In just over a hundred years, Wisconsinites lived through two pandemics. Today, we combat the COVID-19 pandemic that swept through the country and initiated a wave of lockdowns which have largely continued almost a year later.
In 1918, the Spanish Flu was another pandemic that similarly spread across the United States and killed hundreds of thousands of Americans. But a stark difference between the two pandemics is Wisconsin’s success at stopping the diseases’ spread. In 1918, Wisconsin rose to curb the virus, but the same isn’t true today.
The different outcomes in how the pandemics played out in Wisconsin result from differing levels of public support and government action. During the Spanish Flu, Wisconsinites were exceptionally unified in their support for public health measures meant to prevent the flu’s spread and they largely obeyed lockdown orders.
Today, debates over the appropriate public health response divide Wisconsinites and many refuse to obey state mask mandates or lockdowns meant to prevent the disease from spreading.
In 1918, many Wisconsinites unified around flu prevention measures as an extension of their coinciding support for the war effort. State health officer Dr.Cornelius Harper criticized Wausau officials’ failure to quickly lockdown and stated “failure to comply with it [the closing order] would lay any community open to criticism as being pro-German.”
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“Had this country been at peace … it is likely that the present epidemic would not have excited so much attention and it is certain that no such vigorous effort would have been made to combat it,” one contemporary editor noted.
Today, Wisconsinites lack any similar unifying cause to justify broad sweeping health mandates. If anything, the past several years of tense political polarization in the country have divided Wisconsinites into two distinct camps of supporting starkly different approaches to handling the pandemic. Many Wisconsin Republicans still refuse to wear masks despite mandates by the Governor and recommendations by health officials.
Also, Wisconsin was uniquely prepared in 1918 to handle a pandemic because the state had been building its public health bureaucracy for some forty years before. Each municipality had a local health official to help mandate policies, recommend treatments and report back to Madison.
As a result, Wisconsin implemented lockdowns faster than any other state and the vast swath of public health bureaucrats residing across the state helped implement new policies quickly.
While many doctors and health officials still reside in Wisconsin today, they do not have the authority to implement statewide measures as they did before. Republican politicians continue to resist Governor Evers’ efforts to implement statewide lockdowns and mask mandates.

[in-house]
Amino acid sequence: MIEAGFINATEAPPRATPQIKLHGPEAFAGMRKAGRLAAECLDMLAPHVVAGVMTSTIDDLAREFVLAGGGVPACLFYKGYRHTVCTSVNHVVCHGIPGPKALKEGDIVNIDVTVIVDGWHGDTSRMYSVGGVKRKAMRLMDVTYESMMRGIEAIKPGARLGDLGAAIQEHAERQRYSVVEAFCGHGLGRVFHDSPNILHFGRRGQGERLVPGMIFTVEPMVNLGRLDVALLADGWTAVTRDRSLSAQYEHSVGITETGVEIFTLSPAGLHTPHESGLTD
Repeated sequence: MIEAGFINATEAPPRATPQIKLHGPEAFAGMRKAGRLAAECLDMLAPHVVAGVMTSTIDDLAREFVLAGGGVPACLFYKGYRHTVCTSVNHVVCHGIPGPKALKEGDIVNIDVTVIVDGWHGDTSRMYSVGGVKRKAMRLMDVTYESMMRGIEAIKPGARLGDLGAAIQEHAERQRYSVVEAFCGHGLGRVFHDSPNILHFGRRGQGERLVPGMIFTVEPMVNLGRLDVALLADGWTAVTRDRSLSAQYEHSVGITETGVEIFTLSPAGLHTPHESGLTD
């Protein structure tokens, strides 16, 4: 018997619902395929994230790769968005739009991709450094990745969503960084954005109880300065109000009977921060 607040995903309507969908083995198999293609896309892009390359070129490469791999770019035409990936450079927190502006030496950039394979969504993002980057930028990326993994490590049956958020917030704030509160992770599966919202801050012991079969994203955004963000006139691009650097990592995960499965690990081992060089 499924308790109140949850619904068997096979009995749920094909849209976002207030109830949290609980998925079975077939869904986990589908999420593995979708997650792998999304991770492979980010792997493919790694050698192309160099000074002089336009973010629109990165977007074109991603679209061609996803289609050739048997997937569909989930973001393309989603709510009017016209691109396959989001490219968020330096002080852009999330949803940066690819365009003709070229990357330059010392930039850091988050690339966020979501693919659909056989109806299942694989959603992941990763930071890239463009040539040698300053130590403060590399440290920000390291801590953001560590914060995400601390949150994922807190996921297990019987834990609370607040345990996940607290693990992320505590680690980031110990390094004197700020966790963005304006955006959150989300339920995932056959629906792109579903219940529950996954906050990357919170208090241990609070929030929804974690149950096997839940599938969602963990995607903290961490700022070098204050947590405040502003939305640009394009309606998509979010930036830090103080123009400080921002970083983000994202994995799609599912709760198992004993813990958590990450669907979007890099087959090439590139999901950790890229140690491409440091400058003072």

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Therefore, each municipality chooses to address the pandemic quite differently, some implementing the Governor’s recommended measures while others ignore them.
In 1918, “Progressive” politics had gained popularity in Wisconsin and politicians advocated for more governmental regulations to improve citizen’s lives. The lockdowns and other mandated health measures proved an extension of the popular politics of the time.
For the past several decades, Americans have grown increasingly fearful of government intervention into the private lives of citizens. Today, many people oppose even their local governments telling them what to do.
Calls for lockdowns because of COVID-19 have caused a wave of backlash from those who believe the government has overstepped its authority by prohibiting people from leaving their house or going to certain places — despite health concerns.
Whether or not these critics’ opinions are substantiated, the experts agree Wisconsin curbed the 1918 flu pandemic more successfully due to widespread compliance with public health measures.
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Despite similar circumstances, like people not being allowed to congregate in large groups or go to public events, Wisconsinites generally followed lockdown orders, despite increasing anxiety to end them as the lockdown drew on. Also, the Wisconsin government and health officials were unified in their approach handling the pandemic and together they implemented regulations across the entire state.
Today, despite similar circumstances to what Wisconsinites faced a hundred years ago, we have handled the pandemic quite differently. Our politicians still disagree on how the government should properly handle the current situation, causing a disorganized approach and resulting in few successes in stopping COVID-19.
Based on Wisconsin’s history battling pandemics, Wisconsinites must unify around some approach to effectively eradicate the virus everywhere. As a vaccine appears more and more available, hopefully, Wisconsinites can agree to get vaccinated in an effort to prevent the pandemic from continuing indefinitely.
Hayden Kolowrat ([email protected]) is a graduate student studying Southeast Asian studies.